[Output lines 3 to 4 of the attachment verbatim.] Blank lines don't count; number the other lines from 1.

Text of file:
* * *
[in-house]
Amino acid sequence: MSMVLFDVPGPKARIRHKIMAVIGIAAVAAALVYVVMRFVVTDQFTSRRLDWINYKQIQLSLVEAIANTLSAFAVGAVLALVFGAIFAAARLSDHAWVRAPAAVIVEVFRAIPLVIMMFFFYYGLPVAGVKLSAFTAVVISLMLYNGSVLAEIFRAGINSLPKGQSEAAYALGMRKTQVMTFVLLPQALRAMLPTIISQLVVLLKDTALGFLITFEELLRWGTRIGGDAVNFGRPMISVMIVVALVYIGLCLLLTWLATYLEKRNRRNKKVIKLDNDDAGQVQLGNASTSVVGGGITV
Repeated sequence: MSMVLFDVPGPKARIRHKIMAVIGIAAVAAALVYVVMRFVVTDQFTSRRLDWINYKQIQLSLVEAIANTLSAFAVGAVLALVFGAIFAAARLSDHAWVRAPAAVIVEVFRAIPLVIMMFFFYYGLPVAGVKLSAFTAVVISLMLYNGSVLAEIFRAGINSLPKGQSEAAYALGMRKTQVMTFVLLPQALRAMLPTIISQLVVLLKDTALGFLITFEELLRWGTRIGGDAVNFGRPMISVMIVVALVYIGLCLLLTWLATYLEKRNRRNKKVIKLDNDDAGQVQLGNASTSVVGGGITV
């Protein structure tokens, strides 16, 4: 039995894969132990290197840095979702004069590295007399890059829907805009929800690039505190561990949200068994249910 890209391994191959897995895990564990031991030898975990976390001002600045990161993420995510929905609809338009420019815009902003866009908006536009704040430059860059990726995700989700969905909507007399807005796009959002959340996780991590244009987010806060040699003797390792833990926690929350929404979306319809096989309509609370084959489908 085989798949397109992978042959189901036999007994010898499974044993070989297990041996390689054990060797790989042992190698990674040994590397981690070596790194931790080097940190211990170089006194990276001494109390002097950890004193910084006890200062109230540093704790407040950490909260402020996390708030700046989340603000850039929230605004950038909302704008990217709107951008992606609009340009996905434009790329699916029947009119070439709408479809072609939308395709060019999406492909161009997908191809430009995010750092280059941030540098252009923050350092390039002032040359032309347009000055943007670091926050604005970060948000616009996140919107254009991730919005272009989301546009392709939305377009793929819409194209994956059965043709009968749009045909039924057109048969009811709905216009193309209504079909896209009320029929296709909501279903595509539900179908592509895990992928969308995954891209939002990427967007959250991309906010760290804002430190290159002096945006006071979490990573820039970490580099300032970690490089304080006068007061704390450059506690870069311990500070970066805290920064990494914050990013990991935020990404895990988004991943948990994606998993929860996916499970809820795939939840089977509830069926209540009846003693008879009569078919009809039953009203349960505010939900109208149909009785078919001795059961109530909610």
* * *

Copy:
Repeated sequence: MSMVLFDVPGPKARIRHKIMAVIGIAAVAAALVYVVMRFVVTDQFTSRRLDWINYKQIQLSLVEAIANTLSAFAVGAVLALVFGAIFAAARLSDHAWVRAPAAVIVEVFRAIPLVIMMFFFYYGLPVAGVKLSAFTAVVISLMLYNGSVLAEIFRAGINSLPKGQSEAAYALGMRKTQVMTFVLLPQALRAMLPTIISQLVVLLKDTALGFLITFEELLRWGTRIGGDAVNFGRPMISVMIVVALVYIGLCLLLTWLATYLEKRNRRNKKVIKLDNDDAGQVQLGNASTSVVGGGITV
């Protein structure tokens, strides 16, 4: 039995894969132990290197840095979702004069590295007399890059829907805009929800690039505190561990949200068994249910 890209391994191959897995895990564990031991030898975990976390001002600045990161993420995510929905609809338009420019815009902003866009908006536009704040430059860059990726995700989700969905909507007399807005796009959002959340996780991590244009987010806060040699003797390792833990926690929350929404979306319809096989309509609370084959489908 085989798949397109992978042959189901036999007994010898499974044993070989297990041996390689054990060797790989042992190698990674040994590397981690070596790194931790080097940190211990170089006194990276001494109390002097950890004193910084006890200062109230540093704790407040950490909260402020996390708030700046989340603000850039929230605004950038909302704008990217709107951008992606609009340009996905434009790329699916029947009119070439709408479809072609939308395709060019999406492909161009997908191809430009995010750092280059941030540098252009923050350092390039002032040359032309347009000055943007670091926050604005970060948000616009996140919107254009991730919005272009989301546009392709939305377009793929819409194209994956059965043709009968749009045909039924057109048969009811709905216009193309209504079909896209009320029929296709909501279903595509539900179908592509895990992928969308995954891209939002990427967007959250991309906010760290804002430190290159002096945006006071979490990573820039970490580099300032970690490089304080006068007061704390450059506690870069311990500070970066805290920064990494914050990013990991935020990404895990988004991943948990994606998993929860996916499970809820795939939840089977509830069926209540009846003693008879009569078919009809039953009203349960505010939900109208149909009785078919001795059961109530909610």